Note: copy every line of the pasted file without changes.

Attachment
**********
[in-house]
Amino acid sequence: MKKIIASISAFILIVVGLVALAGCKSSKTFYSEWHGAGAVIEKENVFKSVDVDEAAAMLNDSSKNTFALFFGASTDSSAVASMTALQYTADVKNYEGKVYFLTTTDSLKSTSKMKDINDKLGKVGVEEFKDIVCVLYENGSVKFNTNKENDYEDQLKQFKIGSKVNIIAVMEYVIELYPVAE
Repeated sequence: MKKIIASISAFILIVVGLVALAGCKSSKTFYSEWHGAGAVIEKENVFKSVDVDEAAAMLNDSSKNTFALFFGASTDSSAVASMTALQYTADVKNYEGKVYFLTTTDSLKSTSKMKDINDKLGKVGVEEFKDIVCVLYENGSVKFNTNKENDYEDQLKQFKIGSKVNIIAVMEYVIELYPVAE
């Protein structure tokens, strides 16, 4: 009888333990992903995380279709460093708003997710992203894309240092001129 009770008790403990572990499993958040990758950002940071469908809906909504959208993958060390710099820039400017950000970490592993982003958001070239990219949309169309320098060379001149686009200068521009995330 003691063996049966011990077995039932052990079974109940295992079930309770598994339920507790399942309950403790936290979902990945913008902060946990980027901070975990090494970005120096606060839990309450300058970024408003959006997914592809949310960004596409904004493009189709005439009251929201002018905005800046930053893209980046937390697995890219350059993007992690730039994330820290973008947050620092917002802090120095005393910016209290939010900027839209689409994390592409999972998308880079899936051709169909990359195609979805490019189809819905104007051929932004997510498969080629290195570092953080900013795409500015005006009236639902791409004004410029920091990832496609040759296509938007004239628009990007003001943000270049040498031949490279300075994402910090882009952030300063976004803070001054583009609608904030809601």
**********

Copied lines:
[in-house]
Amino acid sequence: MKKIIASISAFILIVVGLVALAGCKSSKTFYSEWHGAGAVIEKENVFKSVDVDEAAAMLNDSSKNTFALFFGASTDSSAVASMTALQYTADVKNYEGKVYFLTTTDSLKSTSKMKDINDKLGKVGVEEFKDIVCVLYENGSVKFNTNKENDYEDQLKQFKIGSKVNIIAVMEYVIELYPVAE
Repeated sequence: MKKIIASISAFILIVVGLVALAGCKSSKTFYSEWHGAGAVIEKENVFKSVDVDEAAAMLNDSSKNTFALFFGASTDSSAVASMTALQYTADVKNYEGKVYFLTTTDSLKSTSKMKDINDKLGKVGVEEFKDIVCVLYENGSVKFNTNKENDYEDQLKQFKIGSKVNIIAVMEYVIELYPVAE
């Protein structure tokens, strides 16, 4: 009888333990992903995380279709460093708003997710992203894309240092001129 009770008790403990572990499993958040990758950002940071469908809906909504959208993958060390710099820039400017950000970490592993982003958001070239990219949309169309320098060379001149686009200068521009995330 003691063996049966011990077995039932052990079974109940295992079930309770598994339920507790399942309950403790936290979902990945913008902060946990980027901070975990090494970005120096606060839990309450300058970024408003959006997914592809949310960004596409904004493009189709005439009251929201002018905005800046930053893209980046937390697995890219350059993007992690730039994330820290973008947050620092917002802090120095005393910016209290939010900027839209689409994390592409999972998308880079899936051709169909990359195609979805490019189809819905104007051929932004997510498969080629290195570092953080900013795409500015005006009236639902791409004004410029920091990832496609040759296509938007004239628009990007003001943000270049040498031949490279300075994402910090882009952030300063976004803070001054583009609608904030809601």